the evict
belongin
dumped
don't thi

FEDERALLY INSURED STUDENT LOANS
SPRING-SUMMER LOANS
Students wishinq to borrow through the University's Feder-
ally Insured Loan Proqramn during the Spring-Summer Term
should submit application materials by APRIL 15, 1975.
Fundinq is limited and priority will be given to those who
apply by April 15 and those who will qraduate in Auqust
or December 1975, or those for whom summer attendance
is a necessity.
For additional information contact the Guaranteed
Student Loan Office, 2503 S.A.B., or call 763-4127.

I

with a 30 day notice to quit the
residence by the court. If the
tenant still refuses to leave thea
premises, the landlord must
again goto court for a summons,
another 20 day process. Then
Stewart serves a write of evic-
tion.I
"After another three days
have elapsed, I go in and get

we have any obligation to
Insurg
cii ne
(Continued from Page 1)
The Saigon military comma
sail 243 Communit-led troo
were killed by infantrvme
tanks and airstrikes near t
town of Ben Tranh, 30 mil
southwest of Saigon.
Also being followed for sig
of a new squeeze on Saig
were reports of heightened a
tivity in the Mekong Delta
the south of the tense capita

n- how he felt about leaving the the problem.
us- belongings of two famiiles out '"WE don't see any more mon-
ing in the street, he snapped, ey coming for anything," said
"There's the door. Hit it!" Edward Dougherty, assistant to
ob- But the belongings of he Vice President for Academic
ted e v i c t e d Chatham Apartmnt. Affairs Frank Rhodes. "The li-
gs, tenants were dumped on the brary service is very high prior-
on street and local residents corn- ity in needs, but it will be
mented that most of the valu- weighed in relationship with fill-
ink able items weresremoved with- ing faculty vacancies and con-
do in the first 24 hours. tinuations of various University
-~______ -___prog rams."
IGovernor Milliken has recom-
mended an additional two per
ents hellDougherty was uncertain what
0 effect this would have on the li-
braries.
ar Sctgonon the cut and we don't know
"We do not have precise word
Wnshinoton.hw we're going to handle it,"
nd Honefullv others wold go to he said.
fps France, Australia and Canada, Further cutbacks could mean
n, they said. personnel cuts and shortening
he In Washington a presidential of service hours, but Downes
es snokesnan vehemently denied said, "That's the last thing we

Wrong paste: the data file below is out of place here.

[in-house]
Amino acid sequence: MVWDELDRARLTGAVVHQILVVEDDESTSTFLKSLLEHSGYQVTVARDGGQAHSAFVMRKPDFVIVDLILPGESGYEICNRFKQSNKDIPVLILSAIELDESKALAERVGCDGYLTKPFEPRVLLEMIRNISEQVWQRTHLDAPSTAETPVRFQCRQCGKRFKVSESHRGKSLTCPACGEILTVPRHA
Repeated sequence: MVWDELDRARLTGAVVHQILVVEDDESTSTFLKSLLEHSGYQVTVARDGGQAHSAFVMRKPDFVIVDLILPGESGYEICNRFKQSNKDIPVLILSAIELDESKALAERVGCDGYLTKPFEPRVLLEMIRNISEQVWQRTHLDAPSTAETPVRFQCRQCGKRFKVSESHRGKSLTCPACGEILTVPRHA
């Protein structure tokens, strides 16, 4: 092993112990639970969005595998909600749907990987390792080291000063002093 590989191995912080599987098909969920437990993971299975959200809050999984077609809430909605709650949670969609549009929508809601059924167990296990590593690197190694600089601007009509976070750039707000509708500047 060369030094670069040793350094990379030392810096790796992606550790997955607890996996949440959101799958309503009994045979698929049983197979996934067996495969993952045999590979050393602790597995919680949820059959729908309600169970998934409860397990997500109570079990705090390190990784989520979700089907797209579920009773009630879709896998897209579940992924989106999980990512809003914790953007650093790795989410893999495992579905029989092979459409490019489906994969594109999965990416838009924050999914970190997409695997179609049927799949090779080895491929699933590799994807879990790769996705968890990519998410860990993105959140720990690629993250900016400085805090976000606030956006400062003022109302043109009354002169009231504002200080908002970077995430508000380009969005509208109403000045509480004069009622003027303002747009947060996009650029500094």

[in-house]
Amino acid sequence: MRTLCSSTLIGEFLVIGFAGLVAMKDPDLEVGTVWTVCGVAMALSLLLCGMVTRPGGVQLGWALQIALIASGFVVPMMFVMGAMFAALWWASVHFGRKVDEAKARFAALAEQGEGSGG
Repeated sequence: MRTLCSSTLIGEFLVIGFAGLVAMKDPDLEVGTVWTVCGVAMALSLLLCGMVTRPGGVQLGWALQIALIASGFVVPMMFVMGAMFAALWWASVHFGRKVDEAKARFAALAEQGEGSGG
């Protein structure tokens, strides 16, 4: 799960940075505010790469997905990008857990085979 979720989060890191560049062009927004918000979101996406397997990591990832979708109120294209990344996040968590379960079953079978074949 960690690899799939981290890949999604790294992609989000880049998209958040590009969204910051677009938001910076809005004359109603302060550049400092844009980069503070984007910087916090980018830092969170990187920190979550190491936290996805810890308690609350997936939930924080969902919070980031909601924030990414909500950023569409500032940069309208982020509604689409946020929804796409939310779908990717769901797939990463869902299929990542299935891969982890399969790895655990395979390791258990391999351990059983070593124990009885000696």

e er mthtere e want to do . . . We'd do almost
aainesterda that there were anything else.

# so

on
ac-
to
1 1

any secret commitments mane
to the South Vietnamese and
that anyone who charges there
are should back it up with evi-
dance.

t
:
{
Y

THERE HAS been an increase "I have not seen or heard
of Communist-led activity in the s"wh evidence." declared Press
rice rich delta over the nast Se rtary Ron Nessen as he'
week, but most of it has been "o".ht to ont to rest charges by
scattered shelling attacks. Yes- Sen. Henry Jackson. (D-Wash.),
terday, sources said, street that there were secret agree-
fqhting broke ost in the district rments made to gnt South Viet-
town of Thu Thua, 20 miles namn to agree to the Paris ac-
southwest of Saigon. Ben Tranh, cords.
another district down 10 miles M E A N W H I L E a Pro-
farther southwest, also was re- visional Revolutionary Govern-
nnrted under heavy pressure. ment (PRG) radio broadcast
Fears have been exoressed called for the civilian ponulation
here that the stepoed up activ- and armed forces in "western
itv in the delta might herald an South Vietnam" to rise up and
effort to close a circle around seize full control of their areas.
Saigon and also might be an at- "This is about the time the!
temnt to cut roads now used to Thieu and U. S. governments
nrovide the capital with much will receive the decisive at-
of its food supplies. tacks," the broadcast asserted.
Mme. Nguyen Thi Binh, for-
IN OTHER Indochina develop- eign minister of the PRG, said:
ments: in an interview that Thieu is
The bulk of the 150,000 to "the major obstacle to imple-{
200;000 South Vietnamese who mentation of the Paris agree-'
would be evacuated to avoid ment" and his government must'
reprisals would come to the be replaced by one committed
United States if time permits, to "peace, reconciliation and na- ;
according to U. S. authorities in tional accord."t

PFresi~dent
ie
asks for
more aid
to Saigon
(Continued from Page 1)
Soutth Vietnam.
In the House, several fresh-
men congressmen drafted a
resolution urging Ford to evaz-
nate all Americans within seven
days.
S E N A T E Majority Leader
Mike Mansfield (D-Mont.) call-
ed a caucus of Senate Demo-
crats for Monday afternoon to
discuss the aid and legal ques-
tions. The caucus previously
voted overwhelmingly agai ast
any further military assistance
to South Vietnam or Cambodia.
THE UNITED States sent a
note to Hanoi warning North
Vietnam "it should have no
doubt that it will be held re-
sponsible" unless a cease-fire
is agreed to immediately.
The note talked of the high
hopes held in the wake of the
1973 Paris accords and noted:
"Tragically, these hopes and
expectations have been shat-
tered by the Democratic Re-
public of Vietnam's (North Viet-
narn) total violation of these
accords."

For years we've been telling you that in Milwaukee,
beer capital of the world, Pabst Blue Ribbon
s the overwhelming favorite..

Women's Studies Program
PRESENTS
Florynce Kennedy
New York attorney and founder, Feminist Party
AN INFORMAL DISCUSSION OF FEMINISM
AND THE WOMEN'S MOVEMENT

3
I
r
d
s
I'
3
I
e
t l'
,p
In
'a

Saturday, Ar
Rackham,

pril 12 at 2 p.m.
Assembly Hall

11

rThe
N

'ii

6

£SE cOntinues!

CANS

1975

1975

1974 11973

PABST 53% 48% 42%
BRAND 2 12% 11% 18%
BRAND 3 5% 5% 7%
BRAND 4 5% 5% 5%

PABST 46% 46% 43%
BRAND 2 10% 9% 11%
BRAND 3 8% 7% 8%
BRAND 4 6% 9% 10%

I
i
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MICHAEL WHITE'S
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GO WITH THE FLOW/THE LADY SIRRO
HER /IN THE SILENCE (LISTEN)
MOONDUST SHUFFLE
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SPACESLIDE
liupsc

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SOURCE: Milwaukee Journal Consumer Analysis

- . I

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And Pabst must be doing just that. Look at

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1 t' I F Y _ v i I 'CT r\'i a